## A New Diagnostic Measure *d*_{i} for Regression

Richard B. Darlington

Cornell University

**Abstract**
This note introduces a new diagnostic statistic *d*_{i} which measures
the degree to which case *i* distorts the regression plane for the other cases in the
sample. *d*_{i} is exactly proportional to the degree to which *SSE*
(sum of squared errors) for those other cases exceeds the value it would have if case
*i* were not in the sample. *d*_{i} is standardized so that
*d*_{i} = 1 for a case whose standardized residual is 1 and whose
value of leverage equals the mean leverage. *d*_{i} measures a
quality rather similar to the Cook statistic, and in a typical sample values of
*d*_{i} correlate highly with Cook. But I argue that
*d*_{i} is both simpler than Cook and conceptually superior.

* * * * * * *
**Notation and Some Basics on Diagnostic Statistics**

In regression, diagnostic statistics are statistics computed for each case, which in some sense
measure the case's influence or leverage on the regression. The three best-known types of
diagnostic measure are *h*_{i}, Cook_{i}, and various
types of residuals. This section reviews those briefly.

*h*_{i} measures the degree to which a case's *pattern*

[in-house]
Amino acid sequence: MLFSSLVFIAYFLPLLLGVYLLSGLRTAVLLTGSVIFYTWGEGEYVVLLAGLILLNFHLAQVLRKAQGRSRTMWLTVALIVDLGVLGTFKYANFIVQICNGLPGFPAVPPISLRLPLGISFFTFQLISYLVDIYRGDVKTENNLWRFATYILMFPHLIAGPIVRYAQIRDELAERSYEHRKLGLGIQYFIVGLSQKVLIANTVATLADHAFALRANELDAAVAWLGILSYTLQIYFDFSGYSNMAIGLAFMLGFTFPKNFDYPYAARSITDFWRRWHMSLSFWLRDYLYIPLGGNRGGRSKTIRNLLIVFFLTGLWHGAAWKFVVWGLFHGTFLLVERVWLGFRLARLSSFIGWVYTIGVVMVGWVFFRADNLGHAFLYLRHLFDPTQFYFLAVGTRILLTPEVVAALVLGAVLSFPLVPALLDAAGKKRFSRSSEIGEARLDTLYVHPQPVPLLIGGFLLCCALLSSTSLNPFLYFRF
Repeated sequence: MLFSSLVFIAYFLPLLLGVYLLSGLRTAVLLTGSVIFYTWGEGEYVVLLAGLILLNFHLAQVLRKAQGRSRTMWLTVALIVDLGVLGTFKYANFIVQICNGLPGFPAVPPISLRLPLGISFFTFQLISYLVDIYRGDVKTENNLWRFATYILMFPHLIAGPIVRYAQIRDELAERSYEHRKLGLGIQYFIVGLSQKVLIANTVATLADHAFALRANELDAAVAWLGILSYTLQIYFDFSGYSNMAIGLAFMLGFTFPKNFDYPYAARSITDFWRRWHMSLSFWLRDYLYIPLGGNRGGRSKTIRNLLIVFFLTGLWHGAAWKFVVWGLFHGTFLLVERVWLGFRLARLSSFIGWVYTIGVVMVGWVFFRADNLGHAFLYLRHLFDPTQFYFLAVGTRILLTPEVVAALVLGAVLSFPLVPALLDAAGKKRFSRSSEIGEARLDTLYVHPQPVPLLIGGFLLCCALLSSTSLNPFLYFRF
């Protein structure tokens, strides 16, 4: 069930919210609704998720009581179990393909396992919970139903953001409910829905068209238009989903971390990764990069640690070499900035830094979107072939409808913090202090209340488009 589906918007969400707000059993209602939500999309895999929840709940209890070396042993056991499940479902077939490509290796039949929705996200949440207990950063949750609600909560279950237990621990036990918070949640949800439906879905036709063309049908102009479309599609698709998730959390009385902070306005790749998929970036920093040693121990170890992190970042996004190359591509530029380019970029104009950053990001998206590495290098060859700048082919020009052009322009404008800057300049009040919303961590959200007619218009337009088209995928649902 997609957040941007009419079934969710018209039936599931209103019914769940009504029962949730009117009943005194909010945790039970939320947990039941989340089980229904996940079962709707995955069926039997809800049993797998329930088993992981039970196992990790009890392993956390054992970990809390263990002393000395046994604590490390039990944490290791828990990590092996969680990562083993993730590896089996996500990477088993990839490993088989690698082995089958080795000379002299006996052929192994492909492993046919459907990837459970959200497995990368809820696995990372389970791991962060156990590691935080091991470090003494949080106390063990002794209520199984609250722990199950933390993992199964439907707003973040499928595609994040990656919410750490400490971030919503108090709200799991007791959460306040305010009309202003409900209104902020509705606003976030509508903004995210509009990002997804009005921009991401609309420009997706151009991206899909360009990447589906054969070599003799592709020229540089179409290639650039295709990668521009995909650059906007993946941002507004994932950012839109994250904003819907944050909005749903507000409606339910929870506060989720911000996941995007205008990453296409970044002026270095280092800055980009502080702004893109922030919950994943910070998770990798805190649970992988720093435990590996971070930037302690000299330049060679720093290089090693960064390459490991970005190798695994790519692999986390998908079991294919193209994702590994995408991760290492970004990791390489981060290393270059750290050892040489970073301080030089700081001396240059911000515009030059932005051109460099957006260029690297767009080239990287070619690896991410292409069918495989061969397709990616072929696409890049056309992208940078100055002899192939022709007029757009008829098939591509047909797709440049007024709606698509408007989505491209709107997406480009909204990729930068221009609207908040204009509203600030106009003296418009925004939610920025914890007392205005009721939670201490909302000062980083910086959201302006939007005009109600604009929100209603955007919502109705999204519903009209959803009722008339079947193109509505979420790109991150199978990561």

of regressor (predictor) scores is atypical. For instance, suppose X_{1}
and X_{2} correlate highly with each other, and suppose Joe has one of the
highest scores on X_{1} and one of the lowest scores on X_{2}.
Then Joe might well have by far the highest value of *h*_{i},
even if he has neither the very highest score on X_{1} nor the very lowest
score on X_{2}, since his *pattern* of scores is so unusual. In a
regression with an additive constant, with *P* predictor variables not including the
additive constant, in a sample of size *N*, the mean value of
*h*_{i} is always exactly (*P*+1)/*N*.

*h*_{i} is often called *leverage*, because a case
with high *h*_{i} has high ability to lower its own residual by pulling
the regression plane toward itself. Thus we might say that *h*_{i}
measures a case's *potential influence* on the regression plane. But it does not
measure a case's *actual* influence. To see why, suppose Joe's score on Y
happens to place him right on the regression plane that would have existed even if Joe
weren't in the sample. Then adding Joe to that sample wouldn't move the plane at all. Thus
it's reasonable to say that Joe's influence on the regression plane is 0, despite his high